Apparent increases in freight volumes between April 2013 and the same month this year do not reflect the slow down in world trade that has been occurring since January, according to data from the International Air Transport Association.
While international freight tonne kilometres (FTK) rose 3.2 per cent, when comparing April last year and this year, March achieved a 6.2 per cent increase. The FTK level is below those in January, indicating that there has been no rise in volumes since. The change is blamed on a slowdown in the emerging markets, which is largely driven by China. According to IATA, indicators of business confidence also slipped further in April. While IATA’s data suggests future growth, economic activity is at its “weakest pace,” for the past five months says the association, what growth there is, is buoyed by momentum in the advanced economies, which remain intact. For IATA, export orders point to expansion, and so freight’s “sluggishness” is believed to be temporary.
“Trading conditions for air freight are difficult. Overall, business activity and trade have shifted down a gear after a strong end to 2013,” says Tony Tyler, IATA director general and chief executive officer. “And this is taking its toll on growth in the air cargo sector. Developed economies are still maintaining post-recession momentum and the expectation is for a stronger finish to the year.”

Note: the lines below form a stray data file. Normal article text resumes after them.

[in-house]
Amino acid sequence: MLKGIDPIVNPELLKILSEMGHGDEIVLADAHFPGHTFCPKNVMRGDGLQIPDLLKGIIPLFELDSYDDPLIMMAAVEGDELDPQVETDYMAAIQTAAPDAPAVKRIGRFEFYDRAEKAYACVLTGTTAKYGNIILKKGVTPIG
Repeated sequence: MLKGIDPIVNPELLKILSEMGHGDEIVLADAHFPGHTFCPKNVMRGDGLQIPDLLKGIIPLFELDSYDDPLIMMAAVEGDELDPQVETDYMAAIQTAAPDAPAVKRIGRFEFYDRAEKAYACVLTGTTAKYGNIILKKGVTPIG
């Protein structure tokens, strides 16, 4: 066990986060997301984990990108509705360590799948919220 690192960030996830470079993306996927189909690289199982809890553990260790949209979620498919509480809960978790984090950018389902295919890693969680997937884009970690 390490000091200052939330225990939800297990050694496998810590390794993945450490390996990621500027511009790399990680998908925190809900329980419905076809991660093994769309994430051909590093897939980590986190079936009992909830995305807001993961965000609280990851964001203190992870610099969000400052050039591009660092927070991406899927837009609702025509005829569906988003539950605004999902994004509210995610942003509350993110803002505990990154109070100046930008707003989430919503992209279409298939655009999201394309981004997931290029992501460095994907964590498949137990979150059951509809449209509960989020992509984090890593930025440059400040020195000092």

IATA points to the the fact that FTKs are now above their 2011 levels. While IATA identifies China’s economic slow down as a cause of the stagnant volumes, the organisation’s own figures for Asia Pacific give a 5.2 per cent increase in FTKs for the April comparison. This brighter picture is repeated at the Association of Asia Pacific Airlines (see page two). It states that cargo demand in FTKs was up by 4.7 per cent in April, on the back of demand for Asian exports. However, IATA points to a slow down from March to April this year.
Other regions have fared worse, with Latin America and Europe reporting year-on-year FTK contractions of 6.5 per cent and 0.7 per cent, respectively. Africa did better at 2.9 per cent, with the Middle East scoring the best increases at 8.7 per cent.
However, Africa’s first four months of this year saw less growth than the same period in 2013. Worldwide, load factors slipped in April, according to IATA. Capacity has stayed flat, in a landscape that has seen belly hold growth expand at such a rate that load factors remain low despite the sort of volume increases seen in the end of 2013.